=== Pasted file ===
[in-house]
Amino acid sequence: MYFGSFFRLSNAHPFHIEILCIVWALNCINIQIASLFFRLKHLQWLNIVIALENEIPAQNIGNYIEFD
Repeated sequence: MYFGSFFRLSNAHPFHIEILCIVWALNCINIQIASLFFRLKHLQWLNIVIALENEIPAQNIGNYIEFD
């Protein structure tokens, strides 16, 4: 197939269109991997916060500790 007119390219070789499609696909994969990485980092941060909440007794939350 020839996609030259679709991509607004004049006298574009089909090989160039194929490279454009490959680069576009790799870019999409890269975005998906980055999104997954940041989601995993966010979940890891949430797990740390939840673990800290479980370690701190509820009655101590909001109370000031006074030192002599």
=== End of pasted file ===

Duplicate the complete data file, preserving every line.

[in-house]
Amino acid sequence: MYFGSFFRLSNAHPFHIEILCIVWALNCINIQIASLFFRLKHLQWLNIVIALENEIPAQNIGNYIEFD
Repeated sequence: MYFGSFFRLSNAHPFHIEILCIVWALNCINIQIASLFFRLKHLQWLNIVIALENEIPAQNIGNYIEFD
């Protein structure tokens, strides 16, 4: 197939269109991997916060500790 007119390219070789499609696909994969990485980092941060909440007794939350 020839996609030259679709991509607004004049006298574009089909090989160039194929490279454009490959680069576009790799870019999409890269975005998906980055999104997954940041989601995993966010979940890891949430797990740390939840673990800290479980370690701190509820009655101590909001109370000031006074030192002599």